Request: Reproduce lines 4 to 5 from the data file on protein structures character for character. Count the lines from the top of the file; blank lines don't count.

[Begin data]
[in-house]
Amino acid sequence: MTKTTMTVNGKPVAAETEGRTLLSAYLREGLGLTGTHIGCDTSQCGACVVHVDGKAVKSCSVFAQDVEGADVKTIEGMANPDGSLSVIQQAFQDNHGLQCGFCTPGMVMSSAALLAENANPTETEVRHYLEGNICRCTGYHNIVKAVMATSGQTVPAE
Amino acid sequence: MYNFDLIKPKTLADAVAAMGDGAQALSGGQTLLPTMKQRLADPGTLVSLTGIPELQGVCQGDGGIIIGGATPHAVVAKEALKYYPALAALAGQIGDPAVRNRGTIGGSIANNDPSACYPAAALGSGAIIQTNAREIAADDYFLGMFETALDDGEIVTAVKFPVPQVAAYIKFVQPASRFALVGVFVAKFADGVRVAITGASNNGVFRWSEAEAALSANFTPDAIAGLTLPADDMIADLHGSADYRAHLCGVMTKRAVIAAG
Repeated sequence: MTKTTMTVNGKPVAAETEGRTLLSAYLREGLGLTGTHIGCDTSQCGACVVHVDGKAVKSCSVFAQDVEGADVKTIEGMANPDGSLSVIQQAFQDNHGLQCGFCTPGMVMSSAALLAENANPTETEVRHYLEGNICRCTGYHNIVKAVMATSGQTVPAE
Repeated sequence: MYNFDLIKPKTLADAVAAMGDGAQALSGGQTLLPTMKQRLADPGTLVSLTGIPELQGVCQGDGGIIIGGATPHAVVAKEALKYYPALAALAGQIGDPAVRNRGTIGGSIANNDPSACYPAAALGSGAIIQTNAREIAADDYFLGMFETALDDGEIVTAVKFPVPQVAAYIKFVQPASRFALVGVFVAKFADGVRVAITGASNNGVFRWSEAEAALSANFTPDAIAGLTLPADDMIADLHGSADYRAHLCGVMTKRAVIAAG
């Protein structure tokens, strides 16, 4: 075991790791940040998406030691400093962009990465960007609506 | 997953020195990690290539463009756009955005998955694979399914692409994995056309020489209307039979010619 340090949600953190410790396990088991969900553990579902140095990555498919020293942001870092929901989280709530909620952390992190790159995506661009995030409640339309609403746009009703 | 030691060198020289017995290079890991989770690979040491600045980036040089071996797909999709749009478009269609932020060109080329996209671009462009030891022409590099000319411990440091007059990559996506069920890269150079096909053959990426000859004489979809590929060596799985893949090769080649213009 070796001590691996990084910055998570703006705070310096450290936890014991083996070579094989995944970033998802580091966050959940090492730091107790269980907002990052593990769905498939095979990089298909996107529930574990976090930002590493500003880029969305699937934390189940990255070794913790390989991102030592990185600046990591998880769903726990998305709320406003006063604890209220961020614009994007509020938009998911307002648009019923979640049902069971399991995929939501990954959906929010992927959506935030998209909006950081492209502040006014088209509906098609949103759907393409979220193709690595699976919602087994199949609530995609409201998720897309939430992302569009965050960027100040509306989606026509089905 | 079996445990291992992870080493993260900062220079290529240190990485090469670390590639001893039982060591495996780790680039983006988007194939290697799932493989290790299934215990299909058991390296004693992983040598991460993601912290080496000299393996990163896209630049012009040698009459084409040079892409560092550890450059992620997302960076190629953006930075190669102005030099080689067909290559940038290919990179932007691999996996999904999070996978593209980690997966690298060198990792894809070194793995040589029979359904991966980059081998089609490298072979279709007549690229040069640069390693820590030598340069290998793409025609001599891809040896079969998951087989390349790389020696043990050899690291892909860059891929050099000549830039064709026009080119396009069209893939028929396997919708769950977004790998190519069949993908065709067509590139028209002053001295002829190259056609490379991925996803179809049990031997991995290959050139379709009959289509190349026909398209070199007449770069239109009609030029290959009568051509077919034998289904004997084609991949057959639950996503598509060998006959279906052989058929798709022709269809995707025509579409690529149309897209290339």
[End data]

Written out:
Repeated sequence: MTKTTMTVNGKPVAAETEGRTLLSAYLREGLGLTGTHIGCDTSQCGACVVHVDGKAVKSCSVFAQDVEGADVKTIEGMANPDGSLSVIQQAFQDNHGLQCGFCTPGMVMSSAALLAENANPTETEVRHYLEGNICRCTGYHNIVKAVMATSGQTVPAE
Repeated sequence: MYNFDLIKPKTLADAVAAMGDGAQALSGGQTLLPTMKQRLADPGTLVSLTGIPELQGVCQGDGGIIIGGATPHAVVAKEALKYYPALAALAGQIGDPAVRNRGTIGGSIANNDPSACYPAAALGSGAIIQTNAREIAADDYFLGMFETALDDGEIVTAVKFPVPQVAAYIKFVQPASRFALVGVFVAKFADGVRVAITGASNNGVFRWSEAEAALSANFTPDAIAGLTLPADDMIADLHGSADYRAHLCGVMTKRAVIAAG